Sen. Rosen, head of new tourism panel, visits Vegas Strip

U.S. Sen. Jacky Rosen, D-Nev., speaks during a tour of T-Mobile Arena on Tuesday in Las Vegas. (Photo: John Locher/AP)

U.S. Sen. Jacky Rosen, D-Nev., speaks during a tour of T-Mobile Arena on Tuesday in Las Vegas. (Photo: John Locher/AP)

LAS VEGAS — A year after the coronavirus pandemic hobbled tourist-dependent Nevada and pushed its unemployment rate to about 30%, things feel like they're starting to turn around, U.S. Sen. Jacky Rosen said Tuesday.
Rosen, a Nevada Democrat, toured the New York-New York casino-resort on the Las Vegas Strip and nearby T-Mobile arena as part of her work chairing a new Senate subcommittee focused on tourism and travel.
"I think everyone is feeling hopeful. They're feeling excited," Rosen said. "People feel positive about moving forward, safely, and trying to take care."
The senator spoke to reporters from a lounge in the arena overlooking the ice rink where the Vegas Golden Knights play. Rosen was led on the tour by arena vice president and general manager Dan Quinn, who explained how the facility had adjusted to slowly increasing caps on visitor capacity set by the governor.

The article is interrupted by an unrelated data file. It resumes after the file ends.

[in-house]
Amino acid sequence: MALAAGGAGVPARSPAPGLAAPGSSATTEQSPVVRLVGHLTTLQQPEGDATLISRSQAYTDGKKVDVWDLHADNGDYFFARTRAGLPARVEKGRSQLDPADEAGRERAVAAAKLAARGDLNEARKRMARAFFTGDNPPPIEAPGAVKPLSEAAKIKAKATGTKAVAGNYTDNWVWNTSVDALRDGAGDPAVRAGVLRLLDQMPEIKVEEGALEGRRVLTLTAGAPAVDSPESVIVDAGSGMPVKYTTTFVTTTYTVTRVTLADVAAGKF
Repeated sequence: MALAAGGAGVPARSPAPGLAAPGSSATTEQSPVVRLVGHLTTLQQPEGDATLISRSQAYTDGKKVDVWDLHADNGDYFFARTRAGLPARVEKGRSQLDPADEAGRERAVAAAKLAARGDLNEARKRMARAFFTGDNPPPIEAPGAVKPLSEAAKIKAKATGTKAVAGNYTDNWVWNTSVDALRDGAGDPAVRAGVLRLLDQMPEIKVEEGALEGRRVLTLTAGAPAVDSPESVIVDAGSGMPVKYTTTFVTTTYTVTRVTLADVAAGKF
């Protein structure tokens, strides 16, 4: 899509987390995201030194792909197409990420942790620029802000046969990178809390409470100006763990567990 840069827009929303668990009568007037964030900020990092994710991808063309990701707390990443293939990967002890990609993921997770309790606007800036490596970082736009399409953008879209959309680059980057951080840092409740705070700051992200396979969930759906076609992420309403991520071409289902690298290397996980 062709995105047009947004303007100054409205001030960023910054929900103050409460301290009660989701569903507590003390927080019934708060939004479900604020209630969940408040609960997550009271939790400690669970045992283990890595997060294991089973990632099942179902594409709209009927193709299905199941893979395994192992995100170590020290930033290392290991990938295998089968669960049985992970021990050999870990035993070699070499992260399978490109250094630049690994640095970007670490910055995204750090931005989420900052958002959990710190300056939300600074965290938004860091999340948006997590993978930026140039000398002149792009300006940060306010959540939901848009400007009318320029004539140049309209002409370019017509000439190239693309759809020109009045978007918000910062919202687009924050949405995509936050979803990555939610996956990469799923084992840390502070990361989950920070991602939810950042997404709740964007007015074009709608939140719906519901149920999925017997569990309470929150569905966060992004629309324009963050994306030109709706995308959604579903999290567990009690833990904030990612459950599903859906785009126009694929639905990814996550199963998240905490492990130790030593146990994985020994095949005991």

In Las Vegas and Clark County, the capacity limits rose from the state-mandated 50% to 80% on Saturday and will be eliminated when 60% of eligible county residents have received at least one vaccination shot.
Rosen said that while businesses have to take precautions to ensure people can come back safely, she's not convinced there should be any government requirements for "vaccine passports," certificates that show someone was vaccinated against COVID-19 and would allow them to enter places like stadiums.
"We're going to have to find a good way to compromise and protect everyone. I'm not sure a passport is the way to go forward. I think that we can do a lot of other things to build consumer confidence to reconvene," she said.
The senator said if people don't take the vaccine, then there still needs to be strong COVID-19 testing and contract tracing to keep people safe, along with other measures like mask-wearing.
Rosen said her casino tour included a visit to the front desk, where guests can now use contactless, digital check-in and digital room keys.
"I think that's been a great move forward," Rosen said.
The senator said the Subcommittee on Tourism, Trade and Export Promotion she chairs will be focusing soon on the impact COVID-19 has had on international travel, a big driver of visitors to Las Vegas, and on hospitality workers.
Rosen, who once worked as a waitress at Caesar's Palace, also toured a health center for the casino workers' Culinary Union.


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